Roth IRA vs Traditional IRA: What You Need to Know

Do you know the difference between a Roth IRA and a Traditional IRA? Maybe you’re looking into getting one, but aren’t sure which is right for you. Perhaps you already have one or the other, but want to fill in some gaps in your knowledge. For example, did you know you must begin withdrawing when you turn 70 ½ if you have a traditional IRA?

Planning your financial future can be intimidating. However, it’s a very necessary and crucial step towards becoming worry-free and financially stable. If you’re among the many who are stumped about their retirement plans, let Alert1 give you some advice on your IRA.

What is an IRA?


IRA stands for ‘Individual Retirement Account’. They are used to save money for your retirement. IRAs are types of savings accounts that come with tax breaks.  There are two different kinds of IRAs will discuss today: Roth and Traditional.

IRAs are often confused with 401ks. The IRA is a private retirement plan you set up yourself; 401ks are provided by your employer. 

How Does the Roth Compare to the Traditional?

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The Roth IRA and Traditional IRA both have their own unique benefits.

Roth IRA

  • You pay taxes on your contributions at the time you make the contribution.
  • You can withdraw your contributions at any time. However, you can only withdraw your principal contributions, you cannot withdraw any gains.

For example, let’s say you’ve had your Roth IRA for 2 years. Each year you contributed $1,000. Then you have a 5% gain of $100, and your account now has $2,100.

You now decide to withdraw. You’re entitled to withdraw only $2,000 – this is your principal contribution. You will not be able to withdraw the $100 gain.

  • All withdrawals are tax-free.
  • You are not required to make any required minimum distributions (RMDs) when you turn 70 ½ years old. An RMD is a required amount that you must withdraw each year.
  • If you are 49 years and under, the contribution limit is $5,500 per year.
  • If you are 50 years and older, the contribution limit is $6,500 per year.

Traditional IRA

  • Contributions are tax deferred, meaning you pay taxes when you withdraw your contribution.
  • If you withdraw before the age of 59 ½ years old, you will be penalized. There is a fee of 10% of the withdrawal amount.
  • When you turn 70 ½ years old, you must withdraw an RMD based on size of your IRA and begin paying taxes.
  • Like Roth IRAs, if you are 49 years and under, the contribution limit is $5500 per year.
  • Also the same as Roth, if you are 50 years and older, you can contribute up to $6500 per year.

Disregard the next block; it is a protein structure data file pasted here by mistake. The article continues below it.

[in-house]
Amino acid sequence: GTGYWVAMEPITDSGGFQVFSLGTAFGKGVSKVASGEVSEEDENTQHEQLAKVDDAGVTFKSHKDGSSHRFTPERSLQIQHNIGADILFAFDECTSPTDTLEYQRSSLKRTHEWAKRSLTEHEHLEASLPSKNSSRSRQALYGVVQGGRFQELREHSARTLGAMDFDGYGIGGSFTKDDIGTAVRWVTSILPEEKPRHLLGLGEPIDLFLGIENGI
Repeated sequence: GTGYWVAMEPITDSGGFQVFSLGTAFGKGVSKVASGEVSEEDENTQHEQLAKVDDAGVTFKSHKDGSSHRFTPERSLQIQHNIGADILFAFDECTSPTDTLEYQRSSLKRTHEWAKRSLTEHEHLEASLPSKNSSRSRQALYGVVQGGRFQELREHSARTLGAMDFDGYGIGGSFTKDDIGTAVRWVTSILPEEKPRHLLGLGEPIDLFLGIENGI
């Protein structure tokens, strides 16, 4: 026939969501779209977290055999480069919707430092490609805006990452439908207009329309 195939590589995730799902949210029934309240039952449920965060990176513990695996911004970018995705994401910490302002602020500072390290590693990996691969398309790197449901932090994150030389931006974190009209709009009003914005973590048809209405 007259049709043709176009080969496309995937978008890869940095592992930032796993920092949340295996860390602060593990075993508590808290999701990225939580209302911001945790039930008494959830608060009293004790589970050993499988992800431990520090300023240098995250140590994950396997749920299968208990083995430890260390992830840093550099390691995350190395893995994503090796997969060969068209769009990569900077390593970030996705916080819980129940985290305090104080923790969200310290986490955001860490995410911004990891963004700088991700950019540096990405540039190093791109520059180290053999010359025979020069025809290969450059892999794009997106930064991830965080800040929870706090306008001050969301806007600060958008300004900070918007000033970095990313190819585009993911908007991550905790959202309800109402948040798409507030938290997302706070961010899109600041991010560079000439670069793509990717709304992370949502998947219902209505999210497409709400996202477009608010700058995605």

Which One is Right for Me?

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Some people will prefer a Roth IRA over a Traditional IRA, and vice versa. Others may prefer to have both types of IRAs. If you’re not sure what kind of IRA is right for you, we have some recommendations to help narrow down your choice.  

Income Tax Bracket

The first important thing to consider is which income bracket you’ll be in in the future. If you believe you’re likely to be in a lower income bracket in the future, a Traditional IRA is for you. This is because with a Traditional IRA, you’ll only pay taxes at the time of withdrawal. If you’re in a lower income bracket at the time of withdrawal, you’ll pay a smaller amount in taxes.

If you believe you’re likely to be in a higher income bracket in the future, a Roth IRA will be more beneficial for you. This is because you’ve already paid your taxes when you made your contributions. Let’s say you’re in a higher income bracket in the future with a Traditional IRA. The result is you’d be paying a much heavier amount in taxes during withdrawals.

Withdrawal Flexibility

Another important thing to consider is withdrawal flexibility. If you’ll need flexibility for withdrawals, you’ll want to choose a Roth IRA. The Roth IRA does not penalize you for withdrawals and you can withdraw at any time. With a Traditional IRA, you can’t make withdrawals until the age of 59 ½ without being penalized.

Income limits

With a Roth IRA, there are income limits. If you exceed these income limits, your only option will be a Traditional IRA. For single contributors, the income limit is $117,000 per year. For married contributors, the joint income limit is $184,000.

A tip for you:

The contribution limits for both the Roth and Traditional IRA per year are equal ($5500 for 49 year olds, $6500 for 50+ year olds). Your contributions will depend on what you’re able to contribute according to your financial status. However, it’s recommended to contribute the maximum amount each year. The more you contribute, the more gains you have that are tax-protected.

Plan for the Future Today

Now, you have a better insight on your individual retirement plan. Whether you’re in your 20s or your 50s, understanding your retirement plan options is always important. Here at Alert1, we highly recommend that you take control of your financial future today. 1 in 3 Americans have $0 saved for retirement. Don’t contribute to this statistic – instead, contribute to your IRA!